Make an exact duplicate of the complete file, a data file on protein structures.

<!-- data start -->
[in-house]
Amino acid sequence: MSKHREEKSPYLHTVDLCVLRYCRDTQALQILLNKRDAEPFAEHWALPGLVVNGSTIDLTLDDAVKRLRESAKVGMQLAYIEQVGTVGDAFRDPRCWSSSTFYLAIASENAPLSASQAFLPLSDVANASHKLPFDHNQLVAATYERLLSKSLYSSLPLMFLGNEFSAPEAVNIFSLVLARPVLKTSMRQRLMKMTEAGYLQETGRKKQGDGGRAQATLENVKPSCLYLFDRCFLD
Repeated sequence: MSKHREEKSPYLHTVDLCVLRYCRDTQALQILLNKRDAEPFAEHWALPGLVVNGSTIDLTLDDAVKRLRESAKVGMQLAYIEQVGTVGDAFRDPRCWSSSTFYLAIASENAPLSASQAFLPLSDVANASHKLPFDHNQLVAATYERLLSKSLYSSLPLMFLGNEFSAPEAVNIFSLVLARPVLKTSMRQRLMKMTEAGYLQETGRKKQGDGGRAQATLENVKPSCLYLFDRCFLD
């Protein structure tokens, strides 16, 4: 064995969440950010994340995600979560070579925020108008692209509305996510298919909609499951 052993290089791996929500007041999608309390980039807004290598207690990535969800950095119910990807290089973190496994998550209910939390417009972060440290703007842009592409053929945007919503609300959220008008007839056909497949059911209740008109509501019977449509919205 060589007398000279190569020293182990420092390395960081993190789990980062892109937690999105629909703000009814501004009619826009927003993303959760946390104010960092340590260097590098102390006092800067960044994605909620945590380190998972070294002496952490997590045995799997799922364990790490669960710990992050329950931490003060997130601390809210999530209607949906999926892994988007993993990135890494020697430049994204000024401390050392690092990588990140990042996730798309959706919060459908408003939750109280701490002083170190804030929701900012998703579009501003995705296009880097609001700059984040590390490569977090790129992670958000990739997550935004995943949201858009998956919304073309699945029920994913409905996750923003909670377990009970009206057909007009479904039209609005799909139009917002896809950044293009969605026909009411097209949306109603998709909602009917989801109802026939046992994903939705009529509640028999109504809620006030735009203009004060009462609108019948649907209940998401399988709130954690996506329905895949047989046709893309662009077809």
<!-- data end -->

[in-house]
Amino acid sequence: MSKHREEKSPYLHTVDLCVLRYCRDTQALQILLNKRDAEPFAEHWALPGLVVNGSTIDLTLDDAVKRLRESAKVGMQLAYIEQVGTVGDAFRDPRCWSSSTFYLAIASENAPLSASQAFLPLSDVANASHKLPFDHNQLVAATYERLLSKSLYSSLPLMFLGNEFSAPEAVNIFSLVLARPVLKTSMRQRLMKMTEAGYLQETGRKKQGDGGRAQATLENVKPSCLYLFDRCFLD
Repeated sequence: MSKHREEKSPYLHTVDLCVLRYCRDTQALQILLNKRDAEPFAEHWALPGLVVNGSTIDLTLDDAVKRLRESAKVGMQLAYIEQVGTVGDAFRDPRCWSSSTFYLAIASENAPLSASQAFLPLSDVANASHKLPFDHNQLVAATYERLLSKSLYSSLPLMFLGNEFSAPEAVNIFSLVLARPVLKTSMRQRLMKMTEAGYLQETGRKKQGDGGRAQATLENVKPSCLYLFDRCFLD
């Protein structure tokens, strides 16, 4: 064995969440950010994340995600979560070579925020108008692209509305996510298919909609499951 052993290089791996929500007041999608309390980039807004290598207690990535969800950095119910990807290089973190496994998550209910939390417009972060440290703007842009592409053929945007919503609300959220008008007839056909497949059911209740008109509501019977449509919205 060589007398000279190569020293182990420092390395960081993190789990980062892109937690999105629909703000009814501004009619826009927003993303959760946390104010960092340590260097590098102390006092800067960044994605909620945590380190998972070294002496952490997590045995799997799922364990790490669960710990992050329950931490003060997130601390809210999530209607949906999926892994988007993993990135890494020697430049994204000024401390050392690092990588990140990042996730798309959706919060459908408003939750109280701490002083170190804030929701900012998703579009501003995705296009880097609001700059984040590390490569977090790129992670958000990739997550935004995943949201858009998956919304073309699945029920994913409905996750923003909670377990009970009206057909007009479904039209609005799909139009917002896809950044293009969605026909009411097209949306109603998709909602009917989801109802026939046992994903939705009529509640028999109504809620006030735009203009004060009462609108019948649907209940998401399988709130954690996506329905895949047989046709893309662009077809």